Have a Joint Mortgage and Getting Divorced? This Is Your Best Move

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Don't let your joint mortgage debt affect your finances after your marriage is over.

Many married couples own a home together, and it's common to have a joint mortgage that both spouses applied for together. Unfortunately, this can create a problem when the couple divorces, especially if one of the two spouses plans to keep the house.

Here's what the issue is -- and the best course of action to resolve it.

The trouble with a joint mortgage in divorce

If a couple divorces and has a shared home, they'll need to decide what to do with it. If they sell it, they won't have to worry about their joint mortgage. They can repay the loan with the proceeds from the home sale and split up any remaining money between the two of them as part of their divorce settlement agreement.

But if one spouse keeps the house and there's a joint mortgage, issues can arise. See, the divorce decree may specify who is responsible for paying the home loan. But, in the eyes of the law and the eyes of the lender, both spouses took out the loan, so they are both equally responsible for repaying it.

Now, say for example that your spouse keeps the house and the divorce agreement says they have to make the remaining mortgage payments. Despite that, the mortgage will stay on your credit history. That could be a problem if you want to buy another home or take out other kinds of loans since the mortgage payment will count as part of your debt-to-income ratio.

And that's not even the biggest potential problem you'd face down the line. If your spouse stopped making payments, the mortgage lender would still view you as legally responsible. The record of late payments could show up on your credit report, and if your spouse defaulted and the home was foreclosed on, that would show up on your credit record. Both late payments and foreclosure can have a devastating impact on your credit score and future ability to borrow.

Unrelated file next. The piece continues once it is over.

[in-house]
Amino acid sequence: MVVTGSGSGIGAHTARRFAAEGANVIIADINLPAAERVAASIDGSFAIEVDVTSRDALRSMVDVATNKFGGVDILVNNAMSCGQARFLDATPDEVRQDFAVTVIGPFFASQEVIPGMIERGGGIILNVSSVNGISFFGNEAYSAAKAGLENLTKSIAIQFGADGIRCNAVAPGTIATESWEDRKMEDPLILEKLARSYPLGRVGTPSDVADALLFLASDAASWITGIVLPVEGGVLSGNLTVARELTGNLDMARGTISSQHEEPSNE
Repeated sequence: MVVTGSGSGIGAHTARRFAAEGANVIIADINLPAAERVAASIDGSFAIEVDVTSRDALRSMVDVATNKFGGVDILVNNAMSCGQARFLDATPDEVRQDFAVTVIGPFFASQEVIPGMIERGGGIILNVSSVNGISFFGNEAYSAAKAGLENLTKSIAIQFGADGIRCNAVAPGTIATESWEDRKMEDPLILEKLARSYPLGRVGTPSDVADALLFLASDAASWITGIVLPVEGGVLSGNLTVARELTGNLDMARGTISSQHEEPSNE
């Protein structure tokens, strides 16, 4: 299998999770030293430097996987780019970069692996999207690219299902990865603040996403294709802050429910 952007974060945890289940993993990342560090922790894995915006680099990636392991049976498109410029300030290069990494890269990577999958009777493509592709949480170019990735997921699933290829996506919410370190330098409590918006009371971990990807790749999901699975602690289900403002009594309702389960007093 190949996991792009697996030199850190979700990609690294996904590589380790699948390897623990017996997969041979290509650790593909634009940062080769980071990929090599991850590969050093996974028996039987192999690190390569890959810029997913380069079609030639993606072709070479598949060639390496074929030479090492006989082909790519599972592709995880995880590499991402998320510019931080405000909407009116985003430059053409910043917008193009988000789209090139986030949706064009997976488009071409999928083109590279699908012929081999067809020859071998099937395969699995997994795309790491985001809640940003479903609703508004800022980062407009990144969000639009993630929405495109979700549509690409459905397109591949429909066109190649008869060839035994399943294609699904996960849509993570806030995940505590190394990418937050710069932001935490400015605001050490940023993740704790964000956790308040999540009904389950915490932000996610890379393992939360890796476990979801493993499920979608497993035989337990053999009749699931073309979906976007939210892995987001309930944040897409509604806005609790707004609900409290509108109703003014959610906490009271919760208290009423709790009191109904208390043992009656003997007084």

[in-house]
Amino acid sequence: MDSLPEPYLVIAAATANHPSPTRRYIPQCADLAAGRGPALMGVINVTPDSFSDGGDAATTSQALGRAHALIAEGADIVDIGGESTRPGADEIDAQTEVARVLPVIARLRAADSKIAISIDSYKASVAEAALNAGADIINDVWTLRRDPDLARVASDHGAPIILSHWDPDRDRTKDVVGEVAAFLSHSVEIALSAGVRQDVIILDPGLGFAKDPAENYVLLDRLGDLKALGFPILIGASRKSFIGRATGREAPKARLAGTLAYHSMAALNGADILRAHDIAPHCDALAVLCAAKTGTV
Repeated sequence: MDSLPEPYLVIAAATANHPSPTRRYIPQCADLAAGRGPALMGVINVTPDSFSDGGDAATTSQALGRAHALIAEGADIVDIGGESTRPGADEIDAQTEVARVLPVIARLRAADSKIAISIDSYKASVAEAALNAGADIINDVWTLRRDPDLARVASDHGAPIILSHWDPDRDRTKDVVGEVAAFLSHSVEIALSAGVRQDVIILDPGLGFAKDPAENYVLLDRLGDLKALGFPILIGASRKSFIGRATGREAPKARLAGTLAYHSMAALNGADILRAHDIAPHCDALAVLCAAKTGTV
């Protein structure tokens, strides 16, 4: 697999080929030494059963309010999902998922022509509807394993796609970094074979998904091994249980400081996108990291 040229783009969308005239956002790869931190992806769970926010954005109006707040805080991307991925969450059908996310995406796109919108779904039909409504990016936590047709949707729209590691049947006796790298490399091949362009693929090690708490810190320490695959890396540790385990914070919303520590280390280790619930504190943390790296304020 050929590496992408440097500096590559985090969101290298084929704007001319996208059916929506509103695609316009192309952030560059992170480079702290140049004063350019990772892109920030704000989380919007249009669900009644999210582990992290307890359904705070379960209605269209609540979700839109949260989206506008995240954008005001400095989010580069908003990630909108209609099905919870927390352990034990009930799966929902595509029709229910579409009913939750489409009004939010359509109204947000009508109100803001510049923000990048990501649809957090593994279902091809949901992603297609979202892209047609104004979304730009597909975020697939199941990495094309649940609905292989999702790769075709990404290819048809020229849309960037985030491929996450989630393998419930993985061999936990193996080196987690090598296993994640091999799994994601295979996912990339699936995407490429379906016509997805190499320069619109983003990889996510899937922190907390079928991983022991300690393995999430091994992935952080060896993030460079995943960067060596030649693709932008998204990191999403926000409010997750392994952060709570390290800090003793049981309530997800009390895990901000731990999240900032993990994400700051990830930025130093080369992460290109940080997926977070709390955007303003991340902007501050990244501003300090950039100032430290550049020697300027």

If the state where the mortgage is located allows lenders to collect any unpaid balance, you could also incur costs if the home doesn't sell for enough to fully repay the lender after foreclosure. The lender could try to collect the difference, which means your assets could be at risk.

While you could go back to court to try to enforce your settlement and get money from your spouse to address nonpayment, this wouldn't erase the negative consequences associated with damaged credit. And if your spouse couldn't come up with the cash, you'd be largely out of luck since you'd have no way to collect.

The best way forward

Ultimately, the best and only way to avoid these downsides is for the spouse who is responsible for the mortgage payments to refinance into their name only. If they secure a new mortgage refinance loan in their name only, it can be used to pay off your joint loan. You'll no longer have legal responsibility for the home loan and can move on with your life without worrying about your unpaid mortgage balance coming back to haunt you.

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